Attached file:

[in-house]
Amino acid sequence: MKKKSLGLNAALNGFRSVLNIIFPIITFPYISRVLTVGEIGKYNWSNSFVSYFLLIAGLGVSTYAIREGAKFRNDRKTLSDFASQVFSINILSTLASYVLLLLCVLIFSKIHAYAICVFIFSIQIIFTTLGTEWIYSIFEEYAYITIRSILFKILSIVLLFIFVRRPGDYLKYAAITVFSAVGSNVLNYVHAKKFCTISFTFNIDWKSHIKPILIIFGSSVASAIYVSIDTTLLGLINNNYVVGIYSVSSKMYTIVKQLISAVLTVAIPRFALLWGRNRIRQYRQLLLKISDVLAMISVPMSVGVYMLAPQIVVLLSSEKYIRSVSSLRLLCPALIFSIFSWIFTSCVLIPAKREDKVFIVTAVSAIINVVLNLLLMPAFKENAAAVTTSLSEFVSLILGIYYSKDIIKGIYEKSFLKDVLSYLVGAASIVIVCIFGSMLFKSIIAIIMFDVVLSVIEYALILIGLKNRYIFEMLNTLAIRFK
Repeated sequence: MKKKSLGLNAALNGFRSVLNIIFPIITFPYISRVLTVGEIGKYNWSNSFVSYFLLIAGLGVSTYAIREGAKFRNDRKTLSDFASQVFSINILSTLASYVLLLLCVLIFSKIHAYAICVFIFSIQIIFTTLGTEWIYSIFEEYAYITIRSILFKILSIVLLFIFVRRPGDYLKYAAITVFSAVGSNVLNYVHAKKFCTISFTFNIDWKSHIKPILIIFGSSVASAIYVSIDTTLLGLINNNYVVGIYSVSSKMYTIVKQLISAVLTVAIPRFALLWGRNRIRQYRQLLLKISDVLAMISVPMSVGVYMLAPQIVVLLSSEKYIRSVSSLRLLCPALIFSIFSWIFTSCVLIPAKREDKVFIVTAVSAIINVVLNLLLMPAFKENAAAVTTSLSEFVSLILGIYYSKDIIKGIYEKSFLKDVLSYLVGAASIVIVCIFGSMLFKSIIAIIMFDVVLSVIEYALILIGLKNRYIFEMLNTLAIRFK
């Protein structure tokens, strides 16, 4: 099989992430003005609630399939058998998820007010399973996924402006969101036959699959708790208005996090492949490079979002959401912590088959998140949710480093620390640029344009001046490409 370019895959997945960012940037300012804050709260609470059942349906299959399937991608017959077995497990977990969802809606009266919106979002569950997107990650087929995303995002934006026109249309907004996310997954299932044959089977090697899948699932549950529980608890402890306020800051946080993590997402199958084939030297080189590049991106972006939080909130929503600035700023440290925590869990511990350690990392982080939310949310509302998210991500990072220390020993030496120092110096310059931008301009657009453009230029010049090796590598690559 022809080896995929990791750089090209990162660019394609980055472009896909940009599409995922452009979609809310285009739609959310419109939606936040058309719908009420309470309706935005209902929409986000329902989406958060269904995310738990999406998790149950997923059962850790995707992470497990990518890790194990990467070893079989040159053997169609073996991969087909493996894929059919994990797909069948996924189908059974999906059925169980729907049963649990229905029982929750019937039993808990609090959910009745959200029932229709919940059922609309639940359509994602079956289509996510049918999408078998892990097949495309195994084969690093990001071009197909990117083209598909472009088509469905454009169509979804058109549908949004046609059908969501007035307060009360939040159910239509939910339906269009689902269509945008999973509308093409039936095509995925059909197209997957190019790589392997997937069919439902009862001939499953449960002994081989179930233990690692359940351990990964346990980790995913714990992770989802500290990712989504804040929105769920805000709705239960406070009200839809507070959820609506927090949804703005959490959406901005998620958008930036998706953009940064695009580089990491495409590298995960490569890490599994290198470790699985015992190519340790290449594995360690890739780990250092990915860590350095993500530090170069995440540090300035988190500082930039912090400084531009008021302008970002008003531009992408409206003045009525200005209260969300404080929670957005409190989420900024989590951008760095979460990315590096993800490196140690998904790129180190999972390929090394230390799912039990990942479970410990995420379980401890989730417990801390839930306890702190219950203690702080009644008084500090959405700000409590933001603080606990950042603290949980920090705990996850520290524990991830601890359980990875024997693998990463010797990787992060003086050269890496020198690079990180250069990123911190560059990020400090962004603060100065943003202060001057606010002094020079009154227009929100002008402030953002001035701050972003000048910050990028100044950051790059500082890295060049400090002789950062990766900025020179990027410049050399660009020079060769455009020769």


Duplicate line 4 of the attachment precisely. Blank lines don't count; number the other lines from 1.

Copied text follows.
């Protein structure tokens, strides 16, 4: 099989992430003005609630399939058998998820007010399973996924402006969101036959699959708790208005996090492949490079979002959401912590088959998140949710480093620390640029344009001046490409 370019895959997945960012940037300012804050709260609470059942349906299959399937991608017959077995497990977990969802809606009266919106979002569950997107990650087929995303995002934006026109249309907004996310997954299932044959089977090697899948699932549950529980608890402890306020800051946080993590997402199958084939030297080189590049991106972006939080909130929503600035700023440290925590869990511990350690990392982080939310949310509302998210991500990072220390020993030496120092110096310059931008301009657009453009230029010049090796590598690559 022809080896995929990791750089090209990162660019394609980055472009896909940009599409995922452009979609809310285009739609959310419109939606936040058309719908009420309470309706935005209902929409986000329902989406958060269904995310738990999406998790149950997923059962850790995707992470497990990518890790194990990467070893079989040159053997169609073996991969087909493996894929059919994990797909069948996924189908059974999906059925169980729907049963649990229905029982929750019937039993808990609090959910009745959200029932229709919940059922609309639940359509994602079956289509996510049918999408078998892990097949495309195994084969690093990001071009197909990117083209598909472009088509469905454009169509979804058109549908949004046609059908969501007035307060009360939040159910239509939910339906269009689902269509945008999973509308093409039936095509995925059909197209997957190019790589392997997937069919439902009862001939499953449960002994081989179930233990690692359940351990990964346990980790995913714990992770989802500290990712989504804040929105769920805000709705239960406070009200839809507070959820609506927090949804703005959490959406901005998620958008930036998706953009940064695009580089990491495409590298995960490569890490599994290198470790699985015992190519340790290449594995360690890739780990250092990915860590350095993500530090170069995440540090300035988190500082930039912090400084531009008021302008970002008003531009992408409206003045009525200005209260969300404080929670957005409190989420900024989590951008760095979460990315590096993800490196140690998904790129180190999972390929090394230390799912039990990942479970410990995420379980401890989730417990801390839930306890702190219950203690702080009644008084500090959405700000409590933001603080606990950042603290949980920090705990996850520290524990991830601890359980990875024997693998990463010797990787992060003086050269890496020198690079990180250069990123911190560059990020400090962004603060100065943003202060001057606010002094020079009154227009929100002008402030953002001035701050972003000048910050990028100044950051790059500082890295060049400090002789950062990766900025020179990027410049050399660009020079060769455009020769």